Seasonality of reproduction in the cushion star Odontaster validus at Signy Island, Antarctica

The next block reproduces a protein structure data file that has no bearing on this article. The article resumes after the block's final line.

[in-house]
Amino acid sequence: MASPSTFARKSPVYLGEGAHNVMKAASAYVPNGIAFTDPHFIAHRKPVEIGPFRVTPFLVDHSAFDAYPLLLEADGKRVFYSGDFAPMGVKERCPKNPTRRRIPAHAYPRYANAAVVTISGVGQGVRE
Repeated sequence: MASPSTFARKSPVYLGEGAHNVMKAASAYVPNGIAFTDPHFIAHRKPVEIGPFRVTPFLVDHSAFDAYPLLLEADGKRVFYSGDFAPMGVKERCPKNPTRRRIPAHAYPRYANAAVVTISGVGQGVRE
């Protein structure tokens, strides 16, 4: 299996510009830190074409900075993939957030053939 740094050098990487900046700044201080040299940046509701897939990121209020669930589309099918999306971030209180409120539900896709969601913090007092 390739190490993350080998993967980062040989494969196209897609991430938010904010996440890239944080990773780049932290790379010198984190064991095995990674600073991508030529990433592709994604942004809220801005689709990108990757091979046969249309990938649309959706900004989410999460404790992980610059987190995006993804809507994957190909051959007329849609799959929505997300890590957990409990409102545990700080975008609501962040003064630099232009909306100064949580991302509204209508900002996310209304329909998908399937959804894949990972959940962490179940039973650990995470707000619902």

The reproductive and larval biology of the common Antarctic cushion-star Odontaster validus Koehler (Echinodermata: Asteroidea) were studied in a shallow-water population at Signy Island in the maritime Antarctic. The gonad index peaked in April/May, and injection with 1-methyladenine indicated that competence to spawn peaked in May/June. Gastrulae were first detected in May, and maximal water-column larval densities were measured in July. Reproduction was therefore highly seasonal, although not all individuals appeared to spawn each year. The pyloric caeca index increased in summer (typically November to March, but variable between years) and decreased during winter (June to October), suggesting that feeding activity was seasonal. All aspects of biology investigated showed significant interannual variability. Comparison with previous studies in the high Antarctic at McMurdo Sound indicated a similar if more pronounced seasonality at Signy, but the warmer seawater temperatures in the maritime Antarctic (particularly in late winter/early spring from September onwards) resulted in faster larval development at Signy.
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